Posts Tagged: fiction

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Online Feature: “Thumbsplitter” by Kerry Cullen

Mom brought home the mantis shrimp on Monday while I was at school. Dad had just last Wednesday, during visitation, bought me the video game that even most of the fifth graders weren’t allowed to play. The game disappeared while I was sleeping, but I guess Mom wanted to make absolutely sure she was still keeping ahead of her competition. “It can see more colors than we can imagine,” she said on the ride back from school, and then, “I don’t know if it’s bigger than a breadbox. Ask another question.”

I’d had eight fish in my aquarium. One of them, Benjamin, had lived there for almost two whole years. By the time I got home, the mantis shrimp had killed them all.

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IR Fiction Prize 2016 Twitter Contest!!! #IRrewind

Remember watching VHS tapes rewind? Like when Jack and Rose are alone in freezing waters but are saved by the magically appearing Titanic, which bursts up from the bottom of the sea only to take them back to Southampton. Or like watching the truce between the Montagues and Capulets slowly break apart by the spontaneous re-animations of Romeo and Juliet.

This time, we at Indiana Review are asking for you to not only reverse a story, but also do it in under 140 characters. Take a classic tale and tweet it from finish to start. Remember to always hashtag the title of the work as well as the official hashtag #IRrewind.

Some Examples:

“The story of a jaded boy who leaves his family to go to college and join the fencing team #CatcherintheRye #IRrewind”

 

“A scientist buries different body parts in the cemetery and they all grow into people who live happy lives #Frankenstein #IRrewind”

 

“A teenage wizard is robbed of his magical talent until he must resign himself to living under a family’s stairs #HarryPotter #IRrewind”

 

After the deadline, October 17 @ 12 PM EST, the IR team will pick out our one, favorite rewind, the writer of which will receive free entry into the 2016 Fiction Prize and an IR Prize Pack. While there will only be one winner, we will also be awarding several runner-ups IR Prize Packs as well. This will include the glorious privilege of being re-tweeted and mentioned in future blog posts from Indiana Review.

 

If you aren’t a 90’s kid and can’t remember how to rewind, you can always submit to general submissions or to the 2016 Fiction Prize, judged by the wonderful Aimee Bender! More information can be found on our website: https://indianareview.org/contests/

 

Good luck and remember to be kind and rewind!

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Interview with 2015 1/2 K Prize Winner Nghiem Tran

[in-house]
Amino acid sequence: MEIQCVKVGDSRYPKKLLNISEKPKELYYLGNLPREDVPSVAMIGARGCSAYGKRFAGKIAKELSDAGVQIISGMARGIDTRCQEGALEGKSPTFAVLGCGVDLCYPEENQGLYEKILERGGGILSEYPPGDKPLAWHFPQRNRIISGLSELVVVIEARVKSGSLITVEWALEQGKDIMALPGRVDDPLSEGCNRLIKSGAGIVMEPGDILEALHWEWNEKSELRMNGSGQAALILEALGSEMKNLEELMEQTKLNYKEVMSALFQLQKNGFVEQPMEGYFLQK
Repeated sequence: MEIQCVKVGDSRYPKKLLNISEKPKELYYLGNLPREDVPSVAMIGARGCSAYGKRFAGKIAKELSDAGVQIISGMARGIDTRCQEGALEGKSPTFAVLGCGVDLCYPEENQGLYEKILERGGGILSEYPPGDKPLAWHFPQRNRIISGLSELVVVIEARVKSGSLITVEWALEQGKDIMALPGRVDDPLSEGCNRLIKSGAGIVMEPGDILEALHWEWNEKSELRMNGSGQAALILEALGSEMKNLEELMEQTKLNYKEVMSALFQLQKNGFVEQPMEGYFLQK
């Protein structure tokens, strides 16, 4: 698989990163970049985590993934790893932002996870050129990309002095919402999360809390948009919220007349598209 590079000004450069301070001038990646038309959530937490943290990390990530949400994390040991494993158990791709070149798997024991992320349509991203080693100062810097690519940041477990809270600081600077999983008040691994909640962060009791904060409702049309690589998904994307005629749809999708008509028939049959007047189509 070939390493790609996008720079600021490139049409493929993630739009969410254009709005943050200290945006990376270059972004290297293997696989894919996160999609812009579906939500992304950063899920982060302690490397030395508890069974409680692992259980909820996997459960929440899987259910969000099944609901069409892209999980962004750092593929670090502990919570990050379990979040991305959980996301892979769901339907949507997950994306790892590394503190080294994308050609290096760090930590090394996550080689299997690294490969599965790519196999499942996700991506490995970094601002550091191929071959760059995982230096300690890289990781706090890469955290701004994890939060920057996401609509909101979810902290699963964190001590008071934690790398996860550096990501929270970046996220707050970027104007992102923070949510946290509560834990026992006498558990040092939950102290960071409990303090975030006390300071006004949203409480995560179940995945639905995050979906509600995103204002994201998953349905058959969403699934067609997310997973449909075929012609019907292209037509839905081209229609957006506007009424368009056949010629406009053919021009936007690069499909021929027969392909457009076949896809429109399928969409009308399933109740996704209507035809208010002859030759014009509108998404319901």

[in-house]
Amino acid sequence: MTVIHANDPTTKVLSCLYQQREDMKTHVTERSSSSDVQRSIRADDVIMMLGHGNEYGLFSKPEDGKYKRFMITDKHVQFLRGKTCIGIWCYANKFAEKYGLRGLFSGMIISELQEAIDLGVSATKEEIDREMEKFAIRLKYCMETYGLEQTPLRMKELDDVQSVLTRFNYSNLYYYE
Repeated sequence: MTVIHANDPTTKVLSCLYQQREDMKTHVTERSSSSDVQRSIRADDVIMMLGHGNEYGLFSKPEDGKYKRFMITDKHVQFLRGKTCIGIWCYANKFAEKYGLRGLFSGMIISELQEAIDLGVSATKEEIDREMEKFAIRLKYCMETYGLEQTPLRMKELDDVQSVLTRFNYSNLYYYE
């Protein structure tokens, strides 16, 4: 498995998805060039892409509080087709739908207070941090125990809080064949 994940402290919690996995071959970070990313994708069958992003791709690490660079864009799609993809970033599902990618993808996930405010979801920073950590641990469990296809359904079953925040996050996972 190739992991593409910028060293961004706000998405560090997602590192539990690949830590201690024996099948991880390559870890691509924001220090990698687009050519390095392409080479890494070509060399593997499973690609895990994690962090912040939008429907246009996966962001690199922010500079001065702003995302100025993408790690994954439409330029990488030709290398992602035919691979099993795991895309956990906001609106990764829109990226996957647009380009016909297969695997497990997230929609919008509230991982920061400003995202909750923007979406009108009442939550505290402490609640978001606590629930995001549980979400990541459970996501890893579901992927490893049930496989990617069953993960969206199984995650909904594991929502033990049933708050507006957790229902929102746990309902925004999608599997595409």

Our 2015 1/2 K Prize Winner was Nghiem Tran for his flash piece “House.” In this interview, he discusses his inspiration for the piece, favorite reads, and advice for this year’s submitters.

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June 26, 2015. Kundiman retreat at Fordham University, Bronx NY. Photoggraphy Margarita Corporan

Nghiem Tran was born in Ho Chi Minh City, Vietnam and moved to Wichita, Kansas when he was seven years old. He is a Kundiman Fellow and a graduate of Vassar College with a BA in Educational Studies. His fiction has been published or is forthcoming in Gulf Coast, Hyphen, Duende, and Reservoir.

 

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Listen to “The Tough Part” by Allegra Hyde

“The Tough Part” by Allegra Hyde appears in 38.1 Summer 2016 issue.

Listen to her read “The Tough Part” here.

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Allegra Hyde_Headshot

Allegra Hyde’s first book, Of This New World, won the John Simmons Short Fiction Award and will debut October 2016. She is the recipient of a Pushcart Prize, as well as a notable mention in Best American Essays 2015. She has been awarded fellowships and grants from The Virginia G. Piper Center for Creative Writing, the National University of Singapore, the Jentel Foundation, The Island School, and the U.S. Fulbright Commission. A perpetual traveler, she recorded this story in Greece. For more about Allegra, visit www.allegrahyde.com.

 

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Online Feature: “Glacier” by Jackson Blair

 

The way through the world is more difficult to find than the way beyond it.

—Wallace Stevens

My office is configured in such a way that I’m blind to coworkers who appear at my door. Each day I sit like a parked car in a cul-de-sac, my backside positioned toward visitors, a situation that forces me to discriminate between the surprisingly varied sounds they make. Thus, I’ve come to recognize knockers by their knocks, foot-draggers by the scuff of their feet, and in one case, a person by a quick intake of breath, followed by a long pause, as with a case of apnea. Read more…